A first look at Thai newcomer Somtum Der
For indexplicable reasons, even though they are close neighbors, there seems to be only a handful of Thai restaurants in Saigon, and rarer still to find one dedicated specifically to Isan cuisine. This is where Somtum Der (136 Pasteur, D1) enters the dining scene to fill that gap. Isan borders on Laos, and regardless of modern political boundaries, the people of the region have traditionally shared a language, a climate (hot, steamy) and a love for two foods: larb and green papaya salad.
The new restaurant occupies the second, third and fourth floor of a narrow building above one of the many clothing boutiques that line Pasteur. The entrance is hidden with no sign except for an open hallway painted in deep red with straw lamp shades leading you in and up the stairs. The rest of the décor at Somtum Der is colorful, warm and inviting. The interior is a modern interpretation and nod to Isan culture with colorful patterned fabric on one wall while another is painted in bright reds and yellows with images of Thailand’s countryside.
Somtum Der Ho Chi Minh City is their third outlet after the original restaurant opened in Bangkok in 2012 and Somtum Der New York City in 2013. So this is a Saigon replica of a Bangkok restaurant that interprets that city’s street-food renditions of traditional Isan cooking. Amazingly, the food survived the journey, and if it has lost some herbs and other ingredients, it is still vibrant, fresh and delicious. An open kitchen on the second floor is filled with glass jars of spices and herbs used for their signature dish – the papaya salad, or somtum, the restaurant’s namesake.
The staff were attentive and service was prompt with a smile. They offered recommendations on how much and what kind of food to order, which were two main dishes, one somtum and a side of rice, and I found the quantity to be spot on for hungry eaters. Between two of us we ordered four dishes, one somtum, a soup and sticky rice as well as fried rice with prawns and it was plenty.
At the heart of their menu is somtum and there is a large variety on offer to choose from so you’ll be sure to find a version that suits your palette. We tried the Spicy papaya salad with nam, pork roll and Isan herbs (Isan style, VND105,000) – the crunch and freshness of the herbs and spices were morish. Isan cuisine in general is fresh and spicy. Instead of the green curry that’s often synonymous with Thai cuisine the dishes are light, full of flavor and with a great crunchy texture. The best way to sample everything on the menu is by ordering family style, so select two or three dishes per person and share them with everyone at the table. And that way the decision of what to order won’t be too hard, either.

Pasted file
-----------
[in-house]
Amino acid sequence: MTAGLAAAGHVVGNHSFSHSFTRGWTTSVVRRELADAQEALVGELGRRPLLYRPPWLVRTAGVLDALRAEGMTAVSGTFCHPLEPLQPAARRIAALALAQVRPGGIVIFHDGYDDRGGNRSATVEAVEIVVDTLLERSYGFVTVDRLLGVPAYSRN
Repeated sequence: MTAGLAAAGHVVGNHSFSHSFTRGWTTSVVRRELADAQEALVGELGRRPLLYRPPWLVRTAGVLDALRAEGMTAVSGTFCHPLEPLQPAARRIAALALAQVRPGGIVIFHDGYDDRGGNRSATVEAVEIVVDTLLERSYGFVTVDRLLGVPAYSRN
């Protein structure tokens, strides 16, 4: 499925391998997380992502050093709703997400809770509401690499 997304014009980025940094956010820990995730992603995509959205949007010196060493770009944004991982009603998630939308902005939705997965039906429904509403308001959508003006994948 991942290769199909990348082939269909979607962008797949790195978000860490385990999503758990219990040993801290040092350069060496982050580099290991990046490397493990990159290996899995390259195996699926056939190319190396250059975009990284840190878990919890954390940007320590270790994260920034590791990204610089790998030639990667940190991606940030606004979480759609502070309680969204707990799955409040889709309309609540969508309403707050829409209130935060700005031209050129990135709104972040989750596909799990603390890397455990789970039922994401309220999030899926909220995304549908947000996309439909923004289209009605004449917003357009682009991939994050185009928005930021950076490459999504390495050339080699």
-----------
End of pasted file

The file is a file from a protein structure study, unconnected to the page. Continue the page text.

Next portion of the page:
The Thai prawn sashimi (VND150,000) got me intrigued and didn’t disappoint with a thick layer of lime, lemongrass and chili. This is definitely one of the spiciest dishes on the menu and after a few bites of this I was really glad to have the Grilled coconut milk marinated pork skewers (VND105,000) to put out the fire with its soft and subtle flavors.
We also shared the Spicy minced duck meat salad (VND85,000) – which somehow they managed to create light and fresh.
The tom yum soup with shrimp (VND115,000) was different to what you’ll expect, the broth was clear, without coconut, but without compromising any of the flavors expected of this traditional Thai soup.
For dessert the Taro in condensed coconut milk (VND35,000) was my favorite and definitely worth saving space for. The drinks menu is small and pairs the food well with a small selection of sweet juices and iced teas, six cocktails and a short beer and wine list. Since most of the dishes are spicy, I suggest going for the Crysantimum juice or Rosella juice (VND30,000 each) as their sweetness will help offset the heat. The latter is a bit more fruity and tangy while the Crysantimum is mellow and sweet.
We went during lunchtime midweek and it was busy but not crowded. We enjoyed the relaxing upbeat background music that was distinctly audible but also allowed for easy conversation. If you’re coming on your own you can also soak up the atmosphere sitting at the bar by the open kitchen or watch motorbikes pass by on Pasteur from their big floor to ceiling window.
IMAGES BY NEIL FEATHERSTONE